A Review of the Wheel of Time Series
A Review of The Wheel of Time series by Robert Jordan
When Rachel asked me to write a guest review on The Wheel of Time series, my first thought (after Great!) was how do I even start to review a 14 book series? It turns out that it’s kind of difficult and I have to be pretty general. But I will give it my best!
I started reading The Eye of the World (Book 1) back in 2007 during the summer after I finished high school. When A Memory of Light came out in January (Book 14) I was at the bookstore as soon as it opened and spent the next three days devouring the final installment. I’ve read the entire series three times (with the exception of AMoL) and I am devastated that the series has ended, but I am also extremely satisfied at how it all ended up!
One note to mention before I begin: Robert Jordan passed away in 2007 before finishing the series. In the last few months of his life—with the help of his wife, Harriet McDougal—he penned the final scene of the series and recorded a copious amount of notes in order to provide enough information for someone else to finish the series in a way that stayed true to his vision. Harriet selected author Brandon Sanderson to finish the series, which he did in books 12-14. You may notice a slight variation in writing while jumping from book 11 to book 12, but I think Brandon Sanderson captured the characters dispositions, mannerisms and thoughts perfectly while at the same time making the last three books a little bit easier and faster to read.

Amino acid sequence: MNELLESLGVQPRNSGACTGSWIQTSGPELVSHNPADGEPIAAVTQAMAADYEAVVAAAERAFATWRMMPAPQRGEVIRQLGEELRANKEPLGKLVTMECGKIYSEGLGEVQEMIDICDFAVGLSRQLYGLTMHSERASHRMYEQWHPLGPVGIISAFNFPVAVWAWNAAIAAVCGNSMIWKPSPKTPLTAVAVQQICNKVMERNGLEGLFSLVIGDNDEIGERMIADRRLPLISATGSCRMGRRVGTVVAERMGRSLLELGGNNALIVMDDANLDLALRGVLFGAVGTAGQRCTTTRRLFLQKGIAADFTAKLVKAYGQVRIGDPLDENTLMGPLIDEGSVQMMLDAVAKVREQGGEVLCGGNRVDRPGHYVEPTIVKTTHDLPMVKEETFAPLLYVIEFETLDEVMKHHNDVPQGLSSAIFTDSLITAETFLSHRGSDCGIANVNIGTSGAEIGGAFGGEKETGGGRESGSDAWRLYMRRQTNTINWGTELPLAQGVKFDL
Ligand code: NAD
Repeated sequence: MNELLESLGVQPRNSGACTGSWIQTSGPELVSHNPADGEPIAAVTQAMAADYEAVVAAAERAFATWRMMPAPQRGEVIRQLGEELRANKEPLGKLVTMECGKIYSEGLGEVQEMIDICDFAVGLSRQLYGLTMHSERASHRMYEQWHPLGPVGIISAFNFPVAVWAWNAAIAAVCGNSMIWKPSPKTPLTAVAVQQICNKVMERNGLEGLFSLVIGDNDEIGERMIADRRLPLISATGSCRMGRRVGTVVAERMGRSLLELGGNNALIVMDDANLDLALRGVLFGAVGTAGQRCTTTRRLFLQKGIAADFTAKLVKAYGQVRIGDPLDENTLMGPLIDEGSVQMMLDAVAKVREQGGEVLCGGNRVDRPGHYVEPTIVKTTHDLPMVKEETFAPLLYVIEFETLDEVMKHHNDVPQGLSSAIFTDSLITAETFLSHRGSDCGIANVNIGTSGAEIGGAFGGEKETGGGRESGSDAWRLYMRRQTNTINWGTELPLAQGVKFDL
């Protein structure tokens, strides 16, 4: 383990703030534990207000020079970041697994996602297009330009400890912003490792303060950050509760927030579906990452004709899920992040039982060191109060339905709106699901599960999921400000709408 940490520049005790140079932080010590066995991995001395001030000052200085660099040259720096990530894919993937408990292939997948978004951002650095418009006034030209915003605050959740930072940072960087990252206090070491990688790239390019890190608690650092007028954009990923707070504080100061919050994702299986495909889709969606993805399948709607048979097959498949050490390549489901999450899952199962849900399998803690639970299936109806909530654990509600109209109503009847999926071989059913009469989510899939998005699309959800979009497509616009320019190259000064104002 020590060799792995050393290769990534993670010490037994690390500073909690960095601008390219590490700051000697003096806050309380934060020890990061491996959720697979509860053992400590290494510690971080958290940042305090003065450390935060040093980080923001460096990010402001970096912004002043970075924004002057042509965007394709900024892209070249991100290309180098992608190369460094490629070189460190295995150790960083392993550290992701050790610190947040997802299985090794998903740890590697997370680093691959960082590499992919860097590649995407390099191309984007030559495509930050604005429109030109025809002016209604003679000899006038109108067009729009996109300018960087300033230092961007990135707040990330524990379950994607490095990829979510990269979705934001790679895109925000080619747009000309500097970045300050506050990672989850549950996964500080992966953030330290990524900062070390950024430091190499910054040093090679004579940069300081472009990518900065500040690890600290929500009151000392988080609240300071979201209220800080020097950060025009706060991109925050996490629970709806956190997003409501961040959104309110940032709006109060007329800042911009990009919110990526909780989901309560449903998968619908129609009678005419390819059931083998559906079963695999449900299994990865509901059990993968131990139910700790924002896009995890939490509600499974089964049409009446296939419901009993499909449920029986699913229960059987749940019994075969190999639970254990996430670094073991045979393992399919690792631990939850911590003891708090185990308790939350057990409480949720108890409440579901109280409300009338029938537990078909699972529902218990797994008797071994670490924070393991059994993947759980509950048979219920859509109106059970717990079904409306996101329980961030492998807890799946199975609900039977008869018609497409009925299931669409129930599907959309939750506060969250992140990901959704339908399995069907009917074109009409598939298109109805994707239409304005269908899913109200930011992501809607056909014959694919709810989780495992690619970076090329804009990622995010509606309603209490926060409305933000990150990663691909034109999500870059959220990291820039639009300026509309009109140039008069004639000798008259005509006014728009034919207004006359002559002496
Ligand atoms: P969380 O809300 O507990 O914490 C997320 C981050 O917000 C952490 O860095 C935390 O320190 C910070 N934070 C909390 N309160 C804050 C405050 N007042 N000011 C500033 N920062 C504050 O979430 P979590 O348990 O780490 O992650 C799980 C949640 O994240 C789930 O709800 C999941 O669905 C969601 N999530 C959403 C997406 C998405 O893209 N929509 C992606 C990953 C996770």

Here’s a list of the 14 books in the series, plus a prequel.
The Eye of the World
The Great Hunt
The Dragon Reborn
The Shadow Rising
The Fires of Heaven
Lord of Chaos
A Crown of Swords
The Path of Daggers
Crossroads of Twilight
Knife of Dreams
The Gathering Storm
Towers of Midnight
A Memory of Light
New Spring (prequel—planned by Robert Jordan to be a trilogy, but there are currently no plans to complete books two and three)
The world-building in The Wheel of Time is fantastic. I’ve read some series where the magical system and the world in which it is placed don’t work well, or are too complicated to make it realistic. I’ve always thought that a magical system that seems natural and doesn’t take long for the story to effortlessly explain is the best—and of course it also has to be unique. Robert Jordan does a great job with this. The Wheel of Time takes place in our past and our future—in the series they are currently in a time in which they use horses and carts, but by the middle to end of the series changes are taking place and some of the inventions from before the Breaking of the World are being reinvented. The magical system consists of a vat of energy or power called the True Source—only a very small number of people can actually channel the One Power from the True Source. They use this power by weaving a combination of the five elements (Air, Earth, Wind, Fire and Spirit) to accomplish different things; for example, one weave may be used to put a bubble around a group of people so outsiders cannot hear what they are saying, while a different one may heal a wound. Men and women use different parts of the One Power—saidar for women and saidin for men.